This paper examines the impact oil prices has on economic growth in Nigeria from 1980 to 2016. An exploratory data analysis is employed using secondary data, employing the unit root test for stationarity, the co-integration to test for longrun relationship between the variables and finally the OLS estimating for the relationship between the key and control variables in concordance with our objectives. The research found that there is a significant and positive relationship between oilprice changes and economic growth in Nigeria. In the short-run, Nigeria was able to have increasing growth because of the high global oil prices, but in the long-run, the inconsistency of oil prices and lack of diversification of the productive base has not really helped the Nigeria economy. Thus, the research suggests that oil prices are the cause of Nigeria’s volatile growth rate. A combination of strict fiscal policy focused on the actual implementation of developmental strategy, diversification and industrialization might be effective to protect the country’s economy and lead to increasing and consistent economic progress.
have low power against trend stationary alternatives, we also use the KPSS test [see Kwiatkowski, Phillips, Schmidt, and Shin, 1992] to test the null hypothesis of stationarity. As shown in Table 1, the null hypothesis of a unit root cannot be rejected at conventional significance levels by both the ADF and DF-GLS test statistics in all data. Moreover, the null hypothesis of stationarity can be rejected at conventional significance levels by the KPSS test in some series; however, it can be accepted to be rejected approximately in all series. We thus conclude that real GDP and the real oilprice for Iran are nonstationary, or integrated of order one, I(1).
How will the drop in oil prices affect European economies? Bert Scholtens argues that, the general expectation is that a fall in oil prices should assist economic growth in Europe. However, there are several factors that are important in how the fluctuating oilprice transmits into individual economies. Oil prices are very volatile in recent periods. During the last six months, prices have fallen by more than 60 per cent. Some economists suggested an increase in oil prices of $20 per barrel will cause the GDP growth of a particular country to drop by 0.25 per cent in the first year and 1 per cent after three years. For the sake of convenience, the impact of an oilprice reduction could be assumed to be the opposite. Many analysts are therefore quite optimistic about the effect on the economies of most European countries.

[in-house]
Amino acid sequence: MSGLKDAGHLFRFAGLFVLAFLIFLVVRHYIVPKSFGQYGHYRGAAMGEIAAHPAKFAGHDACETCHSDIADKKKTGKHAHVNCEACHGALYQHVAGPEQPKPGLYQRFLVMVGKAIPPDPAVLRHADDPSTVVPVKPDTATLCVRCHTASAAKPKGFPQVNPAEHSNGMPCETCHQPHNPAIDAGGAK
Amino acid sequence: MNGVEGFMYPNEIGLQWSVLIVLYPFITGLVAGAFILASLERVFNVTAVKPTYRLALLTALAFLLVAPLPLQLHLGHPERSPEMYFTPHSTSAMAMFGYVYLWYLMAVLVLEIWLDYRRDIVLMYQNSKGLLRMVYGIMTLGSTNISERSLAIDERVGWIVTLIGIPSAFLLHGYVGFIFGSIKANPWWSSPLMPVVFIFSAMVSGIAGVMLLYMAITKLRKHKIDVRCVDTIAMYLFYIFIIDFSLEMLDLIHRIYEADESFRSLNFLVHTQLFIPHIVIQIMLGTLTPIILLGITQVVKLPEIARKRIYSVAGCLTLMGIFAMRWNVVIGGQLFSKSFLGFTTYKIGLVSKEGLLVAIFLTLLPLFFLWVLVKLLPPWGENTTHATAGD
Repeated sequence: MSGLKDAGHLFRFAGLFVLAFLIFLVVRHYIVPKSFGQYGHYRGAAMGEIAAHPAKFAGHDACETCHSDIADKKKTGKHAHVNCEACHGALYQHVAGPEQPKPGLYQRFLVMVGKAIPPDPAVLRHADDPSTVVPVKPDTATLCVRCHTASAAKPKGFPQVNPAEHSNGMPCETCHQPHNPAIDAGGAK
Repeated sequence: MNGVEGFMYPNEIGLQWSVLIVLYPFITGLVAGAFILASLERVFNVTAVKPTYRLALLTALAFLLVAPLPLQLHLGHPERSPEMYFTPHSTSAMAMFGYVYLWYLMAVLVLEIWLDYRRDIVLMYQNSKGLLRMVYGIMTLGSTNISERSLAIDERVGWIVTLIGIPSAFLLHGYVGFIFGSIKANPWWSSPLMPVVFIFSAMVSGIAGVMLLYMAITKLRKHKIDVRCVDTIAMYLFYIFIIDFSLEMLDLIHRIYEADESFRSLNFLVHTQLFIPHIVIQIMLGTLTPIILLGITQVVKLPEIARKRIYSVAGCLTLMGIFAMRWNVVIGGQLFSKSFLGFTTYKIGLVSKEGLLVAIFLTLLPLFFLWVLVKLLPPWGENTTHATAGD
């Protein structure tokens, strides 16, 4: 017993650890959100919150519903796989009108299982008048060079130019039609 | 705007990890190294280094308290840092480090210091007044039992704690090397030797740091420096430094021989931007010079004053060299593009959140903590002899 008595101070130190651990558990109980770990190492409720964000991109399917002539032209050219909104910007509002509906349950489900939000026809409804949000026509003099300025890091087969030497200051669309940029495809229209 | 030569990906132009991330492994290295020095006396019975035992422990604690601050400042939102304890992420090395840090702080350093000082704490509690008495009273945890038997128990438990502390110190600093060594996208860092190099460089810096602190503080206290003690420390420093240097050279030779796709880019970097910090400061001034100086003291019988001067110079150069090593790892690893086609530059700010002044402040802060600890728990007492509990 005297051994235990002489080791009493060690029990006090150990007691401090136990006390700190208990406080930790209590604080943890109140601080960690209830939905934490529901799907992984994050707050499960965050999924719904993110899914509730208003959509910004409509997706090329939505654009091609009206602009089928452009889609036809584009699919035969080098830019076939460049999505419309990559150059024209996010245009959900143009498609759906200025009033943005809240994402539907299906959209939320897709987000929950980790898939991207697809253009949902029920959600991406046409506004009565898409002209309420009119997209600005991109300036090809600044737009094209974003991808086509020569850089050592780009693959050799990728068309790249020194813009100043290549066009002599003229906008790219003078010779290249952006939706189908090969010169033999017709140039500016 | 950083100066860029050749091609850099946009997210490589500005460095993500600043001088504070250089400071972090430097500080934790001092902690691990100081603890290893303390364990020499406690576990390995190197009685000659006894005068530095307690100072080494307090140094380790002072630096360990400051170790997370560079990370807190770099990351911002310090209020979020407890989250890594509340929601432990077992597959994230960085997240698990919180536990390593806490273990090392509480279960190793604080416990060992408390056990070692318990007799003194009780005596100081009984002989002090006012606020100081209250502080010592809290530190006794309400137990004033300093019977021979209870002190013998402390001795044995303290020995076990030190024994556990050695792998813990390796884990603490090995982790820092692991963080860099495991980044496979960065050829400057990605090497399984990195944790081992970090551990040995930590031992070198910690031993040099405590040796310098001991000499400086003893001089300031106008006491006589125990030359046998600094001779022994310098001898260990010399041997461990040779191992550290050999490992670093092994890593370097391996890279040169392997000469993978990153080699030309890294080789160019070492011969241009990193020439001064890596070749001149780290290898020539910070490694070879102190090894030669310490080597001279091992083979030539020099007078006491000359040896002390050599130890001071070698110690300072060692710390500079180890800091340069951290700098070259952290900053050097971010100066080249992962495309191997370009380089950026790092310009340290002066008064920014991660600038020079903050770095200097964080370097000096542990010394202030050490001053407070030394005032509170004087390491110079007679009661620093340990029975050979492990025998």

A number of studies have investigated the effects of oilprice shocks on various macroeconomic variables in the case of Nigeria. For example, Ayadi et al. (2000) examine the impact of the energy (or oil) sector on the Nigerian economy, including the financial markets, using standard vector autoregression (VAR) and find the energy sector exerts significant influence on the economy. In addition, Ayadi (2005) analyzes the relation between oilprice changes and economic development via industrial production with standard VAR and finds that an increase in oil prices does not lead to an increase in industrial production in Nigeria. Recent studies have revisited the issue. For example, Chuku et al. (2011) assess the relation between oilprice shocks and current account dynamics in Nigeria using a standard VAR and find oilprice shocks to have a significant short-run effect on current account balances. Moreover, Iwayemi and Fowowe (2011) find oilprice shocks to have a weak impact on most macroeconomic variables in Nigeria.